All of the cameras in the system are controlled by a single operator, who can control the system via a workstation console or a position-encoded camera control device. Using a workstation, the operator may be shown a representation of the sporting event that can be controlled with a computer mouse or joystick. Alternatively the workstation can display a video display from a single camera and the operator may use the video as a reference for controlling with a computer mouse or joystick.

If a position-encoded camera control device is used instead of a workstation, the device will take the form of a camera tripod with a display monitor attached to it, instead of a camera. It will operate like a conventional camera tripod, giving the user a display of a remote camera to view. As the tripod is moved, its telemetry data is transmitted to the processing system and will remotely control all cameras in the system.

Video Processing

The video processing system is responsible for compiling all of the video data into a useful database of information about the captured video, as well as combining the video data into a single playable video sequence based upon the video captured from a given number of cameras.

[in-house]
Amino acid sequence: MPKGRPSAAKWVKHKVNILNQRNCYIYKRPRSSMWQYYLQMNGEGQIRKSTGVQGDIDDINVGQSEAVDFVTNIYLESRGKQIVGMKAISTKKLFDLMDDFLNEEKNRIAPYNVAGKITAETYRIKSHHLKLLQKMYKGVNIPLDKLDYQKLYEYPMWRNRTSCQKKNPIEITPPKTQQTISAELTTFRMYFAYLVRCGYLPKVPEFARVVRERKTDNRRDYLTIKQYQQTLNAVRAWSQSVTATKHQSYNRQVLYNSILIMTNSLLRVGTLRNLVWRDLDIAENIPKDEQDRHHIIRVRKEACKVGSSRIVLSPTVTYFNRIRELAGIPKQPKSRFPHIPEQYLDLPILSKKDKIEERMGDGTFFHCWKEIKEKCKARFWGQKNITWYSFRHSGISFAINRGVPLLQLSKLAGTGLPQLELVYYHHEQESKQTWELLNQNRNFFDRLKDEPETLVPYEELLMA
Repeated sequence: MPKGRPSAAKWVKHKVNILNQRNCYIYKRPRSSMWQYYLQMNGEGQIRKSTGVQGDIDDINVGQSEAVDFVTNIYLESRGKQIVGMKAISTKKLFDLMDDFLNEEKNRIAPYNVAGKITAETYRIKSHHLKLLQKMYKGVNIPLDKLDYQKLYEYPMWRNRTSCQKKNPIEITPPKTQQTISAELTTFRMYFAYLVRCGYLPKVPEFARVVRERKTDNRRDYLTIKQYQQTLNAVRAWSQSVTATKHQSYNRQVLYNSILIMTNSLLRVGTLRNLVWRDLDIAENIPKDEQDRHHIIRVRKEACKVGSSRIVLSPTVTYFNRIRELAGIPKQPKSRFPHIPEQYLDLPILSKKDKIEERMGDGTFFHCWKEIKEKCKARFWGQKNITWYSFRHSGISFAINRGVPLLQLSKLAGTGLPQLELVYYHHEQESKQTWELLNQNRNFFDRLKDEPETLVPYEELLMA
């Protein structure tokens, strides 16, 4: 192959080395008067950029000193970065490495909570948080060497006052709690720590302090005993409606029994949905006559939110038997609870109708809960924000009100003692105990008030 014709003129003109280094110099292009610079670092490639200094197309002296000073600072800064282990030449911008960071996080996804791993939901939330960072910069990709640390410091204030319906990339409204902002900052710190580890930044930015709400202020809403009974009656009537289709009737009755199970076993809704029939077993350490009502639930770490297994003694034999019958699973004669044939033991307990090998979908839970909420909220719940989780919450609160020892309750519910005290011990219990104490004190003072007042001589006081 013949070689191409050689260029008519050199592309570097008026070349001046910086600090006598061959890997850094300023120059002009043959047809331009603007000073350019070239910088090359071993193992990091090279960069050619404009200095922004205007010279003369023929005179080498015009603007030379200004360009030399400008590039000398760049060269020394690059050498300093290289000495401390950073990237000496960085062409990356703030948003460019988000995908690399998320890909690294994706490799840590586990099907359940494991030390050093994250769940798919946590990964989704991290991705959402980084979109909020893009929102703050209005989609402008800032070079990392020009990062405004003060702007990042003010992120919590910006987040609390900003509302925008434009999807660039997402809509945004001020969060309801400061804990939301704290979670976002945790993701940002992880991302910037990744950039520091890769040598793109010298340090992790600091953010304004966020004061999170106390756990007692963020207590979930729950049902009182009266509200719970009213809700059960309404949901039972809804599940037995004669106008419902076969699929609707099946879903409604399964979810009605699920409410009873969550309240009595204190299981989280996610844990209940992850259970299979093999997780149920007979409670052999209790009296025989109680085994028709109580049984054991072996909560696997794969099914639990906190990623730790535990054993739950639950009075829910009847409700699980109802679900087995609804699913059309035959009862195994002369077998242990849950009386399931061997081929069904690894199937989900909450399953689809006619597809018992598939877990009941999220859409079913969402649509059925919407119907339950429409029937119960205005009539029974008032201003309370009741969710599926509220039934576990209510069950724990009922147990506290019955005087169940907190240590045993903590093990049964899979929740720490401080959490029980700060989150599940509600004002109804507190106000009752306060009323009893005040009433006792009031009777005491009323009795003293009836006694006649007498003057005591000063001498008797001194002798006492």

In order for the video data to be of any use, the system must catalogue information about each video that was recorded on the system. Information such as the number of frames in each video, the time at which each video frame was taken, the length of each video, the camera that recorded each video frame, and the position the camera was at when the frame was recorded. This enormous amount of information must be processed quickly, and is done so using various software processing algorithms. Once the information is catalogued, the catalogue can be passed onto the next stage of processing.

Each video the system generates is unique; it may display the video from many cameras in many ways. In order to describe how it will be displayed, a Replay Generation operator must tell the system how to display the video, or the system can automatically decide how to display the video. This process generates a detailed map of how to combine video from many sources into a single source. That map contains information such as the order in which each video is displayed, the time at which it will be displayed, and the length of the entire video to be generated. This map is a catalogue containing many other catalogues explaining how the video is to be generated.

Once the replay map is passed to the processing system, it begins to de-compress, alter (as described below), and position each video frame as described by the replay map. This process instantly generates a resulting video file that can be played on a computer, or sent to the video output system which can play the video on a television display.